Strict security would be required for any medical marijuana grow-op and would likely be in an industrial area.

Medical marijuana grow-op licenses tough to get

Proliferation will not be an issue in the Juan de Fuca Electoral Area

Mike Hicks wants to tell the mayor of Richmond that Otter Point would be happy to supply all of Richmond’s medical marijuana requirements. Just recently Richmond council banned medical marijuana grow-ops fearing there could be a proliferation of such operations.

Mike Hicks, regional director for the Juan de Fuca Electoral Area, doesn’t think this would be a problem for in the Juan de Fuca EA.. Only four licenses to grow, process and sell medical marijuana have been issued all across Canada.

“I don’t see them springing up all over,” said Hicks.

But if licenses are approved, a grow-op could be located in Otter Point. It is understood that the licenses to produce will be up to local government through their zoning. The province, said Hicks, will allow medical grade marijuana to be grown on ALR land. Hicks wants to consider grow-ops as intensive agriculture and by doing so any operation would have to adhere to large setbacks on agricultural land. The setbacks would be a 90m setback from the front and 30m on the side.

Sooke’s setbacks are 30m front and back and Metchosin’s are 60m on the front and 30m on the side. Grow operations could also be considered in industrial zones.

“We’re going to send that out for referral to our Agricultural Advisory Committee. Maybe our setbacks are too much. If you can meet that requirement — there you go, or you could ask for a variance.”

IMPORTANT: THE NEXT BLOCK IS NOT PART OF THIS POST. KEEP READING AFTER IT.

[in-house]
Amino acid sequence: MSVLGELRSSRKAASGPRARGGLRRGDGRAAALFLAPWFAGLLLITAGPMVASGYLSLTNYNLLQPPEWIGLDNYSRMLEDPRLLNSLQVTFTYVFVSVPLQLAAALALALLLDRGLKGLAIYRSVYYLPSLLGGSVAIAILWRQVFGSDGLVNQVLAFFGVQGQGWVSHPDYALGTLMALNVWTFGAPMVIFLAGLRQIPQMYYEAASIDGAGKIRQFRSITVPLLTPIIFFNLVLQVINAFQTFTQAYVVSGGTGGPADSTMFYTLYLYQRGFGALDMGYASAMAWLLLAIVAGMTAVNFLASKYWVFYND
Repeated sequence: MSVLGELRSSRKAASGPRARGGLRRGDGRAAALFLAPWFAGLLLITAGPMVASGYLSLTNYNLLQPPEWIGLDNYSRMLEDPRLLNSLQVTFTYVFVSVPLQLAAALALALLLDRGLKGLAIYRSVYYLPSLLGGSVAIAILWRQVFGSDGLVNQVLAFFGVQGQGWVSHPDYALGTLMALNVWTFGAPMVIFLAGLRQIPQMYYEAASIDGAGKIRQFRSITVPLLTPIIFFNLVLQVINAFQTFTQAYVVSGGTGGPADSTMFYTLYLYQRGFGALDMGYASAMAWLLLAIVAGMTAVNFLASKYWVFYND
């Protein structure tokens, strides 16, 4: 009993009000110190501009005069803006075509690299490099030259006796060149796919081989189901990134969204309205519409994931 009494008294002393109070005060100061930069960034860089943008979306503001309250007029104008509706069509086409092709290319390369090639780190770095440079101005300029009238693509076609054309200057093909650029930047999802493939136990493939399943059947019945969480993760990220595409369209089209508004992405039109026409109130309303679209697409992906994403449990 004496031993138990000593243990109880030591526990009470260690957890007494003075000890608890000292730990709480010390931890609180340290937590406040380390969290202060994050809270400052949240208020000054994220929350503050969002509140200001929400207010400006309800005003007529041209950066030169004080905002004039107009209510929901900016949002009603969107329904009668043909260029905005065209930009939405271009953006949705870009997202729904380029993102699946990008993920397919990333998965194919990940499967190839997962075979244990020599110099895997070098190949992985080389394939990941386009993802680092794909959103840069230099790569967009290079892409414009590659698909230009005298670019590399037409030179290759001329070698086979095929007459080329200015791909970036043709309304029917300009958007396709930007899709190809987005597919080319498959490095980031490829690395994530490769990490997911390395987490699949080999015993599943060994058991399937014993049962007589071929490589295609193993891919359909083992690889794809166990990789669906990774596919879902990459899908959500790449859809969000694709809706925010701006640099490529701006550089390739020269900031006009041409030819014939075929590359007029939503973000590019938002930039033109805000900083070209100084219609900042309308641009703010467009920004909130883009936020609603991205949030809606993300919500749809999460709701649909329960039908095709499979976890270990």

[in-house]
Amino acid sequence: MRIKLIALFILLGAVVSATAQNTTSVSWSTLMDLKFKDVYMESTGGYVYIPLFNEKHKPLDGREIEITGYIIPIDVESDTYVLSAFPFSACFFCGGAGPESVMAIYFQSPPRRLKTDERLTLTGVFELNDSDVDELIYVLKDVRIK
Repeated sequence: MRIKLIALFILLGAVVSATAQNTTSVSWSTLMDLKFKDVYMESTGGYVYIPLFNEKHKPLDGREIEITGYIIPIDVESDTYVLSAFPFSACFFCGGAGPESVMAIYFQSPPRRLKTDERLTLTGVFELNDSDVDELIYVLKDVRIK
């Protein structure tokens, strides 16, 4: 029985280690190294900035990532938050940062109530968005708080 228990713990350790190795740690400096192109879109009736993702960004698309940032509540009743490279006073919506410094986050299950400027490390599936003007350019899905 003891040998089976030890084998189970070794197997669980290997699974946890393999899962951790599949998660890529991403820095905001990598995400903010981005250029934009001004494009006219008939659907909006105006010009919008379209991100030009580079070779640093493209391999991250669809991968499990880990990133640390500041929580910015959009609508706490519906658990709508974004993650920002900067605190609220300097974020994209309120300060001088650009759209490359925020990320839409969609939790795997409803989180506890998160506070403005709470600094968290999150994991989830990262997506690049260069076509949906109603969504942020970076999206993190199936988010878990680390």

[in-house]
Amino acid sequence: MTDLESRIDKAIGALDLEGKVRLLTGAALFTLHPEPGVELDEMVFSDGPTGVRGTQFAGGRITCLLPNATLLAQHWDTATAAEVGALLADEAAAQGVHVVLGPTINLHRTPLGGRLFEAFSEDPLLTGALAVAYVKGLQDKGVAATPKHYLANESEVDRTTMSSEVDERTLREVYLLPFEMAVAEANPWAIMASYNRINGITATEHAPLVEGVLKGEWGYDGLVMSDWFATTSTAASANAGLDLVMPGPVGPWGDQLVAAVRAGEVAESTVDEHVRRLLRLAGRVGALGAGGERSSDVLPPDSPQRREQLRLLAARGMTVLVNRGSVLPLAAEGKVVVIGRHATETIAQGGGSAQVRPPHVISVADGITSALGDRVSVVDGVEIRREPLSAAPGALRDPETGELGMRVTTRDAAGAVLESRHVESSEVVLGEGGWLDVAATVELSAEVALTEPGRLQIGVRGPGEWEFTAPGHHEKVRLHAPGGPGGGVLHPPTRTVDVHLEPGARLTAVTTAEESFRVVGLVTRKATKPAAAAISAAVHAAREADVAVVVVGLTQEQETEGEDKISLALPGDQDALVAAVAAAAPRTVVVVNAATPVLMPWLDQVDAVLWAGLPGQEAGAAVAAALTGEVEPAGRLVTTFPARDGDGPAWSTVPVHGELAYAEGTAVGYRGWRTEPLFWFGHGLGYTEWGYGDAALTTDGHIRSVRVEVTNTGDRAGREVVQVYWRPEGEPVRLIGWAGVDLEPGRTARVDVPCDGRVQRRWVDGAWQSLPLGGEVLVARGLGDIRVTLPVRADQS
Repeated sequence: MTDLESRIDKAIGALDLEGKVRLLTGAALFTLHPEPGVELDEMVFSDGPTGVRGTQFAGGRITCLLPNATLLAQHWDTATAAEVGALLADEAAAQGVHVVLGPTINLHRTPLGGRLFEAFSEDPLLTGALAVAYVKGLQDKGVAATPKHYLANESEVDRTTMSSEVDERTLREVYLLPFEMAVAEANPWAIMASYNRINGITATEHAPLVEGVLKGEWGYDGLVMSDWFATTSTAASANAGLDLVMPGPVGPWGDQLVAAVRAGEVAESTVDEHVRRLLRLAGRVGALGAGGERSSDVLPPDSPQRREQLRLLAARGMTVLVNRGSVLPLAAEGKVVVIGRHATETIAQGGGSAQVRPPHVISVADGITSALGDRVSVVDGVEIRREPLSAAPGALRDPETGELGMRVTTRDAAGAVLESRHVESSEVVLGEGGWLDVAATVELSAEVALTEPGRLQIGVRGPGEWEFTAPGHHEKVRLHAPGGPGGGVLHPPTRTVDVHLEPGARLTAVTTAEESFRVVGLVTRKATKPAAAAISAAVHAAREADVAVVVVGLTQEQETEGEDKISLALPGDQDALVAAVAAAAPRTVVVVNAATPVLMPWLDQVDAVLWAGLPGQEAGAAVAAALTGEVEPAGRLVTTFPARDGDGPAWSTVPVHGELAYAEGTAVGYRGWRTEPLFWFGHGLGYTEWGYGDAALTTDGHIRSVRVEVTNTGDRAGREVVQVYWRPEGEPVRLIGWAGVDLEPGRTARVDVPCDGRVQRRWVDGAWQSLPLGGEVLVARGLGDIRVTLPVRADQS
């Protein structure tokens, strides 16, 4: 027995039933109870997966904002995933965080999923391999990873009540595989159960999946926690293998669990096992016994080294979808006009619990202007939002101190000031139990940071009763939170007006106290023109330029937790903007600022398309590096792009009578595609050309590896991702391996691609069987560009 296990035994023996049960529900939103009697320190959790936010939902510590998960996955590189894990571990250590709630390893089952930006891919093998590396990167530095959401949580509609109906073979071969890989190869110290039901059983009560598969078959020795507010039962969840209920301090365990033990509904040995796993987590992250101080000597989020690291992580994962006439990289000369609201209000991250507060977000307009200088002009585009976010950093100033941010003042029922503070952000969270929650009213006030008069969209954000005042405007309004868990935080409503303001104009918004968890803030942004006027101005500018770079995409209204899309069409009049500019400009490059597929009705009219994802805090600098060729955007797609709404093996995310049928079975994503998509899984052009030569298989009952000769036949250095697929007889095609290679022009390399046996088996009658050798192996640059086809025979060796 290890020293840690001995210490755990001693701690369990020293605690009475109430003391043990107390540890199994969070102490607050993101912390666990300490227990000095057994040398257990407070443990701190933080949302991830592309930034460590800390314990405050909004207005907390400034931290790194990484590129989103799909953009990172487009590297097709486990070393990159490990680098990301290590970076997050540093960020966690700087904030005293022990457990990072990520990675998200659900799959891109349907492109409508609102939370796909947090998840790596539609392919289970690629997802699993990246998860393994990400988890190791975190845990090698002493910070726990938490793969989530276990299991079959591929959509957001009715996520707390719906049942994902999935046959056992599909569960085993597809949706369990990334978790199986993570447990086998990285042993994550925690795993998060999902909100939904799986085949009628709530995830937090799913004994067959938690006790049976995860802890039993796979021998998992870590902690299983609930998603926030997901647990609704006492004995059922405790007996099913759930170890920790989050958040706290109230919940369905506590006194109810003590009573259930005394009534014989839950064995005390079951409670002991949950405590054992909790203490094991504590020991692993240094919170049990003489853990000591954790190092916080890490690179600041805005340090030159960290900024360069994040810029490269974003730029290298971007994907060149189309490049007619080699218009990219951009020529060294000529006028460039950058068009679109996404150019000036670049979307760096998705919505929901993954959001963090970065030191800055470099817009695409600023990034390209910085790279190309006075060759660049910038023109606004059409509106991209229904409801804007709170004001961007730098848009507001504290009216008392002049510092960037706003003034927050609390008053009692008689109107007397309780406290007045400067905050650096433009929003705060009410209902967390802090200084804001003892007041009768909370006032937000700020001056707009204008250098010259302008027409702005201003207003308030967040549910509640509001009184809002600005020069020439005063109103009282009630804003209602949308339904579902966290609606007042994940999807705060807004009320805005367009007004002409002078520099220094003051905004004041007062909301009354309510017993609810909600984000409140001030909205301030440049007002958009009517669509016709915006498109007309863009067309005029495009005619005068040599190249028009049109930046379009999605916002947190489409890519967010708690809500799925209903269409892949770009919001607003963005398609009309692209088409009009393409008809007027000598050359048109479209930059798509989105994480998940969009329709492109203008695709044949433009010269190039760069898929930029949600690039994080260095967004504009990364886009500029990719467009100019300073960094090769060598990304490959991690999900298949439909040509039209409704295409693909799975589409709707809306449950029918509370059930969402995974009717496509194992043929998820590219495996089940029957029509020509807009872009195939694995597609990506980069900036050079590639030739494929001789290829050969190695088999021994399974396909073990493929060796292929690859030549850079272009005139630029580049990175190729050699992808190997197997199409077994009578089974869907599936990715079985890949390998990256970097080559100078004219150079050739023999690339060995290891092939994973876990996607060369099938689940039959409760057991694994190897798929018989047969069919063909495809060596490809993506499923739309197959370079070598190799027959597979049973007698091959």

He said just because the federal government came up with a plan it doesn’t mean getting the correct zoning will be easy. Getting the zoning is not a right, it’s a privilege, stated Hicks.

Hicks does not want to see any “concrete bunkers.”

Currently there is an application in for a grow-op and processing facility in the industrial park in Otter Point. This would require the applicants to go through a rezoning process which includes consultation with any neighbours. The facility will not be a drive-to dispensary, any medical marijuana will be sent out to the customer. Everything is accountable to the government.

The applicants are a group of builders, doctors and pharmacists. The facility could employ up to 10 people, said Hicks.

With the  federal government about to change regulations in regard to medical marijuana grow operations it doesn’t mean everyone who applies for a license to grow and process marijuana will get the chance.

The regulations are extremely strict. Criminal record checks, security cameras monitoring everything and every square inch, intensive reports, safety features, types of clothing, etc. Every single scrap off the marijuana plants are accounted for as is the amount shipped from the facility.

“We like the way Health Canada has done this,” said Ian Laing, one of the partners in the proposed grow facility. “It’s done in a good way, it’s so hard it will weed people out.”

“Personally, I’m totally supportive of this, if it can be done it will be less obtrusive than a dairy farm,” Hicks said.

At the end of the day the ALR definition of intensive agriculture as it applies to medical marijuana production and the zoning application have been sent out for referrals which includes;  the District of Sooke, the JdF Agricultural Advisory Committee and the Otter Point Advisory Planning Committee.

“We didn’t deny, we didn’t okay, it’s gone out into the river of consultations. It will take six months of so,” said Hicks.

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